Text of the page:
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Less than two months before South Africa begins municipal elections, president Cyril Ramaphosa campaigns for voter registration – and to vote for the ANC – in Soweto.

The municipal polls on November 1 will test whether the party which freed South Africa from the racist apartheid regime can overcome a situation so dire that members and supporters themselves are losing patience.

Cyril Ramaphosa, however, says he is rest assured about the votes.

“I’m [feeling] strong. I’m very strong. Raring to go, to get stuck into electioneering and campaigning. Our people are ready to vote for the ANC so that we can win municipality after municipality and that is our intention.”

His electioneering in the informal settlement of Nomzamo Park has been met with both excitement and anger

“First of all, they [the ANC] are here because we are going to have a vote [the municipal elections], so that’s the problem. All of the [rest of the] time, where were they? We are asking ourselves, where are they all along?” lamented Aphiwe Diko, Nomzamo park resident.

“…. for the past years, I’ve not been voting. But I realised that if I don’t vote, then automatically my vote falls to ANC. That means I am okay with how ANC rules. So today I went to the IEC (Independent Electoral Commission) to register. I’d rather go give my vote to another party than ANC “ added another resident.

While the opposition has yet to make major national inroads against the historic party , the ANC has been votes over the years and stands to lose even more in the local elections, analysts and polls predict.

– Crowdfunding for survival –

Since the end of August, employees of the ANC, which is reportedly choking on several millions of dollars of debt, have been on strike and staging sporadic protests, asking to be paid.

So desperate is the party for funds that is has launched a crowdfunding campaign to “generate active interest in the sustenance of the organisation.”

Then on Wednesday, hundreds of activists in the ANC’s green and yellow colours converged on Johannesburg from across the country, threatening to boycott the upcoming elections in a protest at the ANC headquarters.

Their main gripe was the party’s candidate selection process, which they claim went ahead without consulting the grassroots of the ANC and saw contenders allegedly earn a place on the electoral lists through bribery.

To make matters worse, the understaffed party failed to register hundreds of candidates before an August 23 deadline which the electoral commission has since extended, sparking outrage among the opposition.

Such operational failings come from the ANC’s “incapacity to contain the internal factions”, political analyst Ebrahim Fakir said.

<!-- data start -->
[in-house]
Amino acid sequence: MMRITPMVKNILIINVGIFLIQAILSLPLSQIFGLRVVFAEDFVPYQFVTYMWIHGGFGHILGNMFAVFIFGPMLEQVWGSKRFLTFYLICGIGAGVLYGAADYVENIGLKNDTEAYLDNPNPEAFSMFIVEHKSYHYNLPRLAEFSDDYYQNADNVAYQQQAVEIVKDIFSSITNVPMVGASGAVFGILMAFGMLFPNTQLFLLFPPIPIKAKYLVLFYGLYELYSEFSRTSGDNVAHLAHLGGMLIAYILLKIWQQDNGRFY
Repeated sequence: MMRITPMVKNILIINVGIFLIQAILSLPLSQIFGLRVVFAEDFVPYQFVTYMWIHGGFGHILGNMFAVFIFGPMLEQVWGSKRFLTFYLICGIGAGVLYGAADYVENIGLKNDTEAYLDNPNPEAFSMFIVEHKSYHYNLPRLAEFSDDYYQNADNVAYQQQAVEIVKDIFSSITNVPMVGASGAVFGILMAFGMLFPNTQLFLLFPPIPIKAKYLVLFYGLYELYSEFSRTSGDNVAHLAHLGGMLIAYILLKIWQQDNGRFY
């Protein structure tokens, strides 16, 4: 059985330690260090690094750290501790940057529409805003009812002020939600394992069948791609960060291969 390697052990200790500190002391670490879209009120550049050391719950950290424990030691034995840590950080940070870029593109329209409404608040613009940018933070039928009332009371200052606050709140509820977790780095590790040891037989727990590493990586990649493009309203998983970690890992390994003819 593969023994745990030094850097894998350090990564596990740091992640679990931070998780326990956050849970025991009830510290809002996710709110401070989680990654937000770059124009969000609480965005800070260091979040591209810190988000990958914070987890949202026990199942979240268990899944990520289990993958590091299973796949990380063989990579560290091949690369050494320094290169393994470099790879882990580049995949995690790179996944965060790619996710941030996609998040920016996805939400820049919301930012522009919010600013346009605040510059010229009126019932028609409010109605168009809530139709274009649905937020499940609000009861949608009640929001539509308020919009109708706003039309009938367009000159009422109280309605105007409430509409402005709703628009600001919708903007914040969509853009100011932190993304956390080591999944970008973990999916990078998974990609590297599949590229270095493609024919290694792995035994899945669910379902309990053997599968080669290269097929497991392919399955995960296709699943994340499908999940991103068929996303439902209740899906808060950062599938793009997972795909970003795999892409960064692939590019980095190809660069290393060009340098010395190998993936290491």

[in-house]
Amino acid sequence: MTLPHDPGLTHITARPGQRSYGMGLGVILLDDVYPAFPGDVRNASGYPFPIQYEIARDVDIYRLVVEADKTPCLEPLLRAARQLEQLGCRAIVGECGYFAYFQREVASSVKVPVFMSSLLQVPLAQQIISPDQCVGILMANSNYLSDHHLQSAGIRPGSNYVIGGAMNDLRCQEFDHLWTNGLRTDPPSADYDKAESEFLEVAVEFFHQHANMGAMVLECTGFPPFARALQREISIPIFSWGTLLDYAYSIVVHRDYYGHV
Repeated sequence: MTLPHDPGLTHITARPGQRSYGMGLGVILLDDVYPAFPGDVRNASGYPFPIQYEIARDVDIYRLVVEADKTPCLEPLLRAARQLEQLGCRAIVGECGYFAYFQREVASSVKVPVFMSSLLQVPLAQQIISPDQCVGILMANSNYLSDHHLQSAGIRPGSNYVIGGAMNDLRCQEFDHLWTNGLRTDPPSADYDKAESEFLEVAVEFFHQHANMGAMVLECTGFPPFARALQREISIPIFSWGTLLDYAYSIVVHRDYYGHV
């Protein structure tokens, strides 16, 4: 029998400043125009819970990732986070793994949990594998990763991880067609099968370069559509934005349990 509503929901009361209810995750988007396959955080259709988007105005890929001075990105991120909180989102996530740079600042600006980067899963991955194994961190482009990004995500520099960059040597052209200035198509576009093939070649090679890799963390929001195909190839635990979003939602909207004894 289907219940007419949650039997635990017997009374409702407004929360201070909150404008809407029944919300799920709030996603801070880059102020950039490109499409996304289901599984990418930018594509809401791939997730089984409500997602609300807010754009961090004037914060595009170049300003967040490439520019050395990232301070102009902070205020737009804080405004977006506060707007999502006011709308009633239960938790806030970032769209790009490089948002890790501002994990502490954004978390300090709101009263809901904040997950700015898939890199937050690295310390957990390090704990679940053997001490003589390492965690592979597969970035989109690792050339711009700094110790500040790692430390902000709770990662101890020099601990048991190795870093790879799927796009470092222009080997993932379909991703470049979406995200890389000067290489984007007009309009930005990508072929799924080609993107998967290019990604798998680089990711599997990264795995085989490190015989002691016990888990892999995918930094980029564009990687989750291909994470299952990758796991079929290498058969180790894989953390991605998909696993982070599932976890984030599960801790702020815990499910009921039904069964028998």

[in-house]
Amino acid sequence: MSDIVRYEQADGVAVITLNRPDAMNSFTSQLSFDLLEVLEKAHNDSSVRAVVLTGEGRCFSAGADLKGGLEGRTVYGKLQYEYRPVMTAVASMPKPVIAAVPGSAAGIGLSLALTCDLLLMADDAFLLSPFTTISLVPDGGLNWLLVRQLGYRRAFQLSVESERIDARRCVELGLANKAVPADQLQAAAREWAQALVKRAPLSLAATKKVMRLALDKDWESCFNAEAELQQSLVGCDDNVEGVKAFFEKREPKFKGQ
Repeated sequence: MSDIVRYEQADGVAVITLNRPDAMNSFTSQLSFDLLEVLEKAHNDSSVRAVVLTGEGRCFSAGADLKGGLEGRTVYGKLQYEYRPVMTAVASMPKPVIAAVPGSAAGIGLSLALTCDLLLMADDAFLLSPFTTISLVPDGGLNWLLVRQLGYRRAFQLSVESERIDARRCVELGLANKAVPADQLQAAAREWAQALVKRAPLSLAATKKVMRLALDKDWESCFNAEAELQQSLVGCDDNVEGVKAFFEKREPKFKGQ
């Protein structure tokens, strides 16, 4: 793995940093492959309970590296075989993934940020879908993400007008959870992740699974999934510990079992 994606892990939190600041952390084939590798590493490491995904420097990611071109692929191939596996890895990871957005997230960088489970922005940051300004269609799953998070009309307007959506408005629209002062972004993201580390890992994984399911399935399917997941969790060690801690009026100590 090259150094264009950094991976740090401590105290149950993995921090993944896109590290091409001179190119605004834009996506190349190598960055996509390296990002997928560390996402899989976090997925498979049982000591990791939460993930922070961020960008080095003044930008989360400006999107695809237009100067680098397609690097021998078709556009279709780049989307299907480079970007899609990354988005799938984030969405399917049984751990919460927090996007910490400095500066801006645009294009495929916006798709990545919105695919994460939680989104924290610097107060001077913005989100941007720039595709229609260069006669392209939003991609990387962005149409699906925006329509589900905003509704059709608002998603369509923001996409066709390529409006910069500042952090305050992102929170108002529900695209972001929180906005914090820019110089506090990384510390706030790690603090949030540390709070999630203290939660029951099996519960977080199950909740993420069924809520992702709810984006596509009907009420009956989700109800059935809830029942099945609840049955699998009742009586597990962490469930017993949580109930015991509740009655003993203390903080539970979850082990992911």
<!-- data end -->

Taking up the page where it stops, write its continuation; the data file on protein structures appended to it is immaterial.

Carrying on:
President Cyril Ramaphosa has butted heads against his predecessor Zuma’s loyalists, stoking divisions and acrimony.

The charismatic Zuma still counts a lot of supporters in the ANC, despite being involved in multiple corruption scandals.

– Riots background –

The seemingly endless list of problems has taken its toll.

In 2019, while it won general elections, the ANC registered its worst performance ever. Until then, it had never won less than 60 percent of the vote, but that year, the party scored 57.5 percent.

In 2016 local polls, it lost control of major cities like Johannesburg and Pretoria to the Democratic Alliance (DA), its main rival.

And a poll by global research group Ipsos released this week found that less than half of surveyed registered voters were likely to cast their ballot for the ANC in the upcoming elections.

Still, the DA has yet to make major national inroads in the general electorate, held back by its image as a party for white people.

And the ANC’s former youth leader Julius Malema, who was kicked out of the party and formed the left-wing Economic Freedom Fighters, is seen by many as too radical and populist.

Political analyst Ralph Mathekga, however, stresses “it’s not about winning or losing: the ANC is going to have the serious problem of a very reduced majority” nationwide.

The local elections will also take place just months after South Africa suffered the worst outburst of political violence since the end of apartheid.

In July, diehard Zuma supporters launched violent protests over his imprisonment.

Ordinary citizens joined them in ransacking shopping malls and warehouses, dealing a crippling blow to the economy in what could potentially push supporters to vote for other parties.

Ramaphosa called the riots an attempted insurrection and vowed to prosecute instigators.

A dozen suspects have since been arrested, with several others under investigation

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